One of the first places police looked after Jim Viola of Bogota reported his wife missing was the family basement. They didn’t find any trace of Patricia there — or anywhere else since then.
If they don’t over the next five months, Valentine’s Day 2011 will be a sad anniversary for those who loved the epileptic library volunteer, including her two children — now 22 and 19.
It will then be 10 years that she’s gone. Her 52nd birthday was last Tuesday.
On Saturday, another in a line of public events was held, this one outside the Viola home, to keep people aware that no one has reported seeing the petite housewife since Feb. 13, 2001.
It seems a long way from the day police brought in the canine unit to sniff around the floor of the Chestnut Street basement for any evidence that someone killed Viola.
“We didn’t find anything,” a detective privately told me.
He didn’t want to unduly stir a demonstrably distraight Jim Viola, an engineer for Honeywell in Teterboro who already knew the cops were looking at him a bit cock-eyed. You couldn’t blame them: In these instances, the husband or lover is always the default primary suspect until detectives uncover evidence that leads them elsewhere.
Since then, Viola has made it his life’s mission to keep his wife in the public spotlight. In the process, he helped advocate the eventual adoption of Patricia’s Law. As a result, New Jersey became the first state in the country to develop a comprehensive plan for collecting DNA evidence so it can be entered into a database being operated with federal funding by the University of North Texas Center for Human Identification.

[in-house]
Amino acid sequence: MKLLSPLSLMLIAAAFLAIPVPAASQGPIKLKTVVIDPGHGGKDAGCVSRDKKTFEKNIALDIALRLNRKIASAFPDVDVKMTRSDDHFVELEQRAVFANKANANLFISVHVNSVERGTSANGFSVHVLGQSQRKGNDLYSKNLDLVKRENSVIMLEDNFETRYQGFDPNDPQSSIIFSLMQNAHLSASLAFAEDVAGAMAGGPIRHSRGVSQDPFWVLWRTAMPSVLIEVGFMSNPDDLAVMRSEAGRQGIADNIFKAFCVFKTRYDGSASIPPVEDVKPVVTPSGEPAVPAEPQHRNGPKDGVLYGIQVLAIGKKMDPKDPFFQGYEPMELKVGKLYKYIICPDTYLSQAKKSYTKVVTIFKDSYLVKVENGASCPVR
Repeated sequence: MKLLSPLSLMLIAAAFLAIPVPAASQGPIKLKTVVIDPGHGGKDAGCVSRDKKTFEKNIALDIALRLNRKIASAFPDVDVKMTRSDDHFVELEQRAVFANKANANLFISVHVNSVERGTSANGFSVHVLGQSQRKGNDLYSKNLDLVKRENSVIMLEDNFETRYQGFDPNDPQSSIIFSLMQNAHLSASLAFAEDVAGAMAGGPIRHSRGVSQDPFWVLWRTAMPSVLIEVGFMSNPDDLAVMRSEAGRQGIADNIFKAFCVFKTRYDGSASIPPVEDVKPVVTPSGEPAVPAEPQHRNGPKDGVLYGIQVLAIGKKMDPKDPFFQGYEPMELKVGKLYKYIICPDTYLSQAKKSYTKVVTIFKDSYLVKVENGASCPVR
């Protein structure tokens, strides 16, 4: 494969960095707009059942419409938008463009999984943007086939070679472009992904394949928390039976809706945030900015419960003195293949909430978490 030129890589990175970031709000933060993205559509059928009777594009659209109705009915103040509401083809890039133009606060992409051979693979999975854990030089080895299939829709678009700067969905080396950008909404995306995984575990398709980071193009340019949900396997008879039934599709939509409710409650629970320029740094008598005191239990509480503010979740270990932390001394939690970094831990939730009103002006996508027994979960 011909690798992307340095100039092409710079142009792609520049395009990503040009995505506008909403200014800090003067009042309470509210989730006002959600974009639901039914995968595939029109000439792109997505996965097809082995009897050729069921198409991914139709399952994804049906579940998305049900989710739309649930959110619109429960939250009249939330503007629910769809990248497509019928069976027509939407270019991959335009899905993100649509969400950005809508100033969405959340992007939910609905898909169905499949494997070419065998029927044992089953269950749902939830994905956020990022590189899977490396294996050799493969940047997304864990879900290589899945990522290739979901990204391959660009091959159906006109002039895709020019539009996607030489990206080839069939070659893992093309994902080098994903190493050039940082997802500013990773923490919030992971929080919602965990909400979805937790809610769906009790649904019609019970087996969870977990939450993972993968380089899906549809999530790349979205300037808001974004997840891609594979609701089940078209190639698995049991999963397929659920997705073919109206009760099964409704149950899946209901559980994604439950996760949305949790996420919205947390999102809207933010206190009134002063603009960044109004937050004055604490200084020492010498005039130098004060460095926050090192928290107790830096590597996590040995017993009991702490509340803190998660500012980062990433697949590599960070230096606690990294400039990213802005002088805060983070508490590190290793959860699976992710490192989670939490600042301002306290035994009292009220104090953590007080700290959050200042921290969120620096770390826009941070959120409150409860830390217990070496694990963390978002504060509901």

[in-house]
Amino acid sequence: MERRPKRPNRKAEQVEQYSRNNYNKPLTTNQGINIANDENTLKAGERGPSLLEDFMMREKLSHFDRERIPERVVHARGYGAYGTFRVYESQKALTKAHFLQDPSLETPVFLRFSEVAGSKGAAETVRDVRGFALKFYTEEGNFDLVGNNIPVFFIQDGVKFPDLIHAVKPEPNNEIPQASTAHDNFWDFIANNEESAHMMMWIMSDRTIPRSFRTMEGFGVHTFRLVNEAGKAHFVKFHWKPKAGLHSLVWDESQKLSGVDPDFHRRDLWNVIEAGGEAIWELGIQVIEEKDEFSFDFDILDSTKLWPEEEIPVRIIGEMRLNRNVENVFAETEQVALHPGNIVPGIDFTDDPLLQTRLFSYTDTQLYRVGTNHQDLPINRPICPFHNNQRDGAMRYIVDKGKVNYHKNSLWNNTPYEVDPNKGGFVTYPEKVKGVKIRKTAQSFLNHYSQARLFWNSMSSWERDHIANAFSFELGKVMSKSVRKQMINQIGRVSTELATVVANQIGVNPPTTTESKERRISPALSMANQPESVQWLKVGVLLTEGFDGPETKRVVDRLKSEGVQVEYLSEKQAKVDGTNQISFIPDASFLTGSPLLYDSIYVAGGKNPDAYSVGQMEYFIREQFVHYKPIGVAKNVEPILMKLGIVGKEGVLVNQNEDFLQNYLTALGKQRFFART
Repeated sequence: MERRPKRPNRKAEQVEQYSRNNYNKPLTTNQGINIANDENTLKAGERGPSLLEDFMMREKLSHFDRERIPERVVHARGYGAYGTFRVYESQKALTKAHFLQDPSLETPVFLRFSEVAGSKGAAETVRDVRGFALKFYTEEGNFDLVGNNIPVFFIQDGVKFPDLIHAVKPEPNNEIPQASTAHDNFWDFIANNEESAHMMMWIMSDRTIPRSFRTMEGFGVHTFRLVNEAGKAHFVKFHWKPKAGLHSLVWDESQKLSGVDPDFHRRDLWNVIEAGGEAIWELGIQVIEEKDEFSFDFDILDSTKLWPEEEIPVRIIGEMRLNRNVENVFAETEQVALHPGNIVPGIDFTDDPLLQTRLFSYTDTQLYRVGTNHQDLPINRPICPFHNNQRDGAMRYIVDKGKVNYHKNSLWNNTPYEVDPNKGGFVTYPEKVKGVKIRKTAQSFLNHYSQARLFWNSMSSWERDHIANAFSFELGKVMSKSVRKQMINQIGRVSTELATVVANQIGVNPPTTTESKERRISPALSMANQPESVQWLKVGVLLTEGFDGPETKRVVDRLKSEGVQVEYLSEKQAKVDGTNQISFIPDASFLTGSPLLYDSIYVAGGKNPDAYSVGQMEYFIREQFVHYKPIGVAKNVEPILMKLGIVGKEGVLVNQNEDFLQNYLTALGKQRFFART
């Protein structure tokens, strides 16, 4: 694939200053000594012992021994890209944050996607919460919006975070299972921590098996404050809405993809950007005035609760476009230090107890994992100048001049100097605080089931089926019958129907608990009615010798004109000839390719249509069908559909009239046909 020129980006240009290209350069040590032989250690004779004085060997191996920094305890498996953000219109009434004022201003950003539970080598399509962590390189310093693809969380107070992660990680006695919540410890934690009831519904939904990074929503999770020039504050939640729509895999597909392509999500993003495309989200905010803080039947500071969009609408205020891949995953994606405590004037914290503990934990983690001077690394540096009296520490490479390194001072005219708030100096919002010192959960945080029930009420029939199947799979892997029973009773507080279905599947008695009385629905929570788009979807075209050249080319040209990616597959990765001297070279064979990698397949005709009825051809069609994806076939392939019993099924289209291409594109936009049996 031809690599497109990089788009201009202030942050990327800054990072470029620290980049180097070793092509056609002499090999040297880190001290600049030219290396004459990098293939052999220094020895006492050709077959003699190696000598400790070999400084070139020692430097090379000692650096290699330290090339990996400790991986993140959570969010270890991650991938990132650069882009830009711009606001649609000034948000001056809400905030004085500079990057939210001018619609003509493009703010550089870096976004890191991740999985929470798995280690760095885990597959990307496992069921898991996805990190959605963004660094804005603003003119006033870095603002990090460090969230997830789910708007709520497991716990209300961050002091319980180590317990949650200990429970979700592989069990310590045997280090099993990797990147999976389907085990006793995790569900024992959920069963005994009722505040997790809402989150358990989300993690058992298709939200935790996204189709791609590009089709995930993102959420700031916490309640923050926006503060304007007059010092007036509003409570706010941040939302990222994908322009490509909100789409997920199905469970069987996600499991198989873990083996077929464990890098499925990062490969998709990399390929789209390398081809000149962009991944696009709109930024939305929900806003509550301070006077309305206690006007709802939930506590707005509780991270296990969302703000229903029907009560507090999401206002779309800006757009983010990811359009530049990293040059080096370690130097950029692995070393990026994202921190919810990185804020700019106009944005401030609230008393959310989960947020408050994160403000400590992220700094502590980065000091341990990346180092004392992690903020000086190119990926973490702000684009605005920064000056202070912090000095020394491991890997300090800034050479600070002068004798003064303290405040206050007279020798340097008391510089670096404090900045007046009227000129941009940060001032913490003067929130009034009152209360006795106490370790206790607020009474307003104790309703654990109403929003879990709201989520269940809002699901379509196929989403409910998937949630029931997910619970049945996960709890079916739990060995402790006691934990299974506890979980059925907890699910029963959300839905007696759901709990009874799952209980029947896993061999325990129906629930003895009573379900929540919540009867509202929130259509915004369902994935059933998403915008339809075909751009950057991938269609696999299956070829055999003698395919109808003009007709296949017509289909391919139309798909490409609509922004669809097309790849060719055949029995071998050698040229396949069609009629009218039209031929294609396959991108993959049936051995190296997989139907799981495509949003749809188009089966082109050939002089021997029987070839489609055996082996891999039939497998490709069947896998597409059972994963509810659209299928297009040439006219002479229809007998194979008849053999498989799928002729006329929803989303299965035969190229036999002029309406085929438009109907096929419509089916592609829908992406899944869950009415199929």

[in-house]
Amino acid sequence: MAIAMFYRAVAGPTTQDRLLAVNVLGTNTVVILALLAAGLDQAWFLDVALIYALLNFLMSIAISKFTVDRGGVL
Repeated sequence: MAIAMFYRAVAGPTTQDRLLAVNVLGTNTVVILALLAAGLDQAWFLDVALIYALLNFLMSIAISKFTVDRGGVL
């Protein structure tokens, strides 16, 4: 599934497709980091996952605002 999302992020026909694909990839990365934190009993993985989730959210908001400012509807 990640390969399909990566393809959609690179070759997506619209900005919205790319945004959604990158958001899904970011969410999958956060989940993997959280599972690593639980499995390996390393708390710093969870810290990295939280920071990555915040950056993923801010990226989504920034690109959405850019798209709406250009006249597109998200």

Voila brought his plea to America’s Most Wanted .
Jim Viola also regularly freshens a website he created: Missing Woman: Patricia Viola and is offering a $10,000 reward “for confirmed Information leading to Pat’s safe return.”
“Color flyers have been sent to every police station in 16 out of New Jersey’s 21 counties, about 600-700 mailings,” Viola said, adding that his site has drawn nearly 50,000 hits, from as far as Australia.
“Hundreds of mailings have been sent to shelters, crisis centers and hospitals,” he added. “Over 10,000 Video CDs & DVDs which I created of Patricia have been circulated locally, to law enforcement, to relatives, to the media and to our growing network of friends and support groups across the country.
Patricia Viola/ Distinguishing characteristics:
Although her ears are pierced, Jim Viola doubts she had earrings on the last day he said he saw her;
She’s 5’2″, 125 lbs, with brown hair, brown eyes, and at least 3 birthmarks on the front right side of her neck;
She liked long-sleeved sports shirts, jeans and running shoes.
- The last people to report seeing her was a woman at the Bixby School Library and the Palisade Avenue crossing guard.
Her mother said they spoke by phone. Jim Viola said he later found her purse, keys, ID, and cellphone, as well as the medications she took — Dilantin & Phenobarbital — for a seizure disorder. The house alarm was set, Viola told police.
Investigative Agency: Bogota Police Department
Phone: (201) 487-2400
Investigative Case #: 2001-23-18
NCIC #: M341353827
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